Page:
I have been using C3P0 as my connection pool for iBatis to connect to a MySQL database (via the MySQL connector for Java) and have been dogged by an annoying issue where the client (presumably iBatis) drops the connection without closing it first causing MySQL to complain with the error message “Got an error reading communication packets”. Not a major issue because it was not causing the application to fail, but it was generating about 2GB of unnecessary log every month.
Basically what is going on is that the connection times out at the MySQL server end because it is idle (more than 60 seconds in this case). I set the idle timeout in C3P0 to 50 seconds to ensure that the connection was closed there before the timeout triggered in MySQL, obviously that was not working. As I mentioned above what I think is going on is that iBatis is dropping the connection without closing it properly first:
I get pages of error logs with this message –
“Got an error reading communication packets”. And the aborted clients
are easily in hundreds.
You get that message in the log every time the server closes a client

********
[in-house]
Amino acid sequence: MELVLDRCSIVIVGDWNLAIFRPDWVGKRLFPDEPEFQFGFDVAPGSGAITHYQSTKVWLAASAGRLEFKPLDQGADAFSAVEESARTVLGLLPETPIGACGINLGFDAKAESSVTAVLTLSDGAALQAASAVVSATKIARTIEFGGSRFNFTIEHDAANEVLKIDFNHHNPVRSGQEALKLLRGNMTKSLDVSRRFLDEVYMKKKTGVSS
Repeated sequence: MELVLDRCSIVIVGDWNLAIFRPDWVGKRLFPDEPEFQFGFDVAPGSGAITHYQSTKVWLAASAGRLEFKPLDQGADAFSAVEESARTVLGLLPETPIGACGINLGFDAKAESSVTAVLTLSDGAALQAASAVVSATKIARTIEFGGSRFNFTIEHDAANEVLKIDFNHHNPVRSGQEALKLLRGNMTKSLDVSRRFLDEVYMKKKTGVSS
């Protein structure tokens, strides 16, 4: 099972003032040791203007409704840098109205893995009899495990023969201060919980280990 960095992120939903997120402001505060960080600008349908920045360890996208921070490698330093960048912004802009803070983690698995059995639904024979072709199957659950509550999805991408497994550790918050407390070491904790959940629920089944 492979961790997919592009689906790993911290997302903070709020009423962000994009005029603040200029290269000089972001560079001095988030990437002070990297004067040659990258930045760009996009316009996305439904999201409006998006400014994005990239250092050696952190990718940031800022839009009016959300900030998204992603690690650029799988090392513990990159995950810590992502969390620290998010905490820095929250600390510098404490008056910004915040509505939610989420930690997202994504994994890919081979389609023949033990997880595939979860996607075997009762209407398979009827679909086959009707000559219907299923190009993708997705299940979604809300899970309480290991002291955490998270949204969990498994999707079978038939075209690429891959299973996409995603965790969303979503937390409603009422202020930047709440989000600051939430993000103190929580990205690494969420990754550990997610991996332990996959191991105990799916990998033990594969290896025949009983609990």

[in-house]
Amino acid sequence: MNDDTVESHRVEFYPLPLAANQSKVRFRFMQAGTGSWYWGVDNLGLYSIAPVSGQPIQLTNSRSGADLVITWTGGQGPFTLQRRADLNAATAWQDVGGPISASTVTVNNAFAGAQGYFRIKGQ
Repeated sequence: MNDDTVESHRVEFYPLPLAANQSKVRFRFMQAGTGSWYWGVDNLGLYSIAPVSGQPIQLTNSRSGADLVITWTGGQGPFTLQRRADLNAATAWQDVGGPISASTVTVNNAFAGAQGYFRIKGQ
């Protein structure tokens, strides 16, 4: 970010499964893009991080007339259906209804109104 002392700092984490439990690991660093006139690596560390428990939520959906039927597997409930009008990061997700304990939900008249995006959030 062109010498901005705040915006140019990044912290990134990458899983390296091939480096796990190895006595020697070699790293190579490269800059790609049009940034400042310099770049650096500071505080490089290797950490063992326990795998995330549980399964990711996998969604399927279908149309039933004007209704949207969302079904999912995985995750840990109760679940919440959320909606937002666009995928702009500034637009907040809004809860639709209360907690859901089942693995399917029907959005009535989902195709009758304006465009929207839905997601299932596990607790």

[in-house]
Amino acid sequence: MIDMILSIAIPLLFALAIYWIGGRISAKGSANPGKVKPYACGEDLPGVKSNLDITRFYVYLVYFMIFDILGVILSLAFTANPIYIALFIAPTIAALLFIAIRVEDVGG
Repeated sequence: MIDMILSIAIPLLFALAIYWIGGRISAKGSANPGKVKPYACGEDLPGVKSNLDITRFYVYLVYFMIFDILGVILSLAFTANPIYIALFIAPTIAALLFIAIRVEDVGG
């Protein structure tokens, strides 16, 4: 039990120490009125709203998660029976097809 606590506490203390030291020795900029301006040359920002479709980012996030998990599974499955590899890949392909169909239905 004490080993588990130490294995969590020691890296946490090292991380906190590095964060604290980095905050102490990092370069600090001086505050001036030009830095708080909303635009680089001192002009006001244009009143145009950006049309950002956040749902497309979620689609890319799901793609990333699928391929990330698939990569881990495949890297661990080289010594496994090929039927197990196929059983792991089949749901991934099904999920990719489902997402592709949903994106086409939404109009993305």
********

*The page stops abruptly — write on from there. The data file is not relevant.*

connection because it was inactive too long. Too long is “longer than
In fact C3P0’s author, Steve Waldman, mentions this:
Sometimes client applications are sloppy about close()ing all Connections they check out. Eventually, the pool grows to maxPoolSize, and then runs out of Connections, because of these bad clients.
I was not about to go grubbing around in the iBatis code (and whatever else) to figure out where the issue was, and found that ‘propertyCycle’ would probably help me:
Maximum time in seconds before user configuration constraints are enforced. Determines how frequently maxConnectionAge, maxIdleTime, maxIdleTimeExcessConnections, unreturnedConnectionTimeout are enforced. c3p0 periodically checks the age of Connections to see whether they’ve timed out. This parameter determines the period. Zero means automatic: A suitable period will be determined by c3p0. [You can call getEffectivePropertyCycle…() methods on a c3p0 PooledDataSource to find the period automatically chosen.]
The ‘suitable period’ chosen by C3P0 here was 12.5 seconds, which means that it is very likely for the cycle to fall outside my window of 50 and 60 seconds (see above.) Changing this to 5 seconds fixed the issue (10 still generated errors once in a while.) Interestingly the ‘suitable period’ is stored internally as a float (as retrieved by getEffectivePropertyCycleDefaultUser()) but is set as an int (as set by setPropertyCycle()), go figure.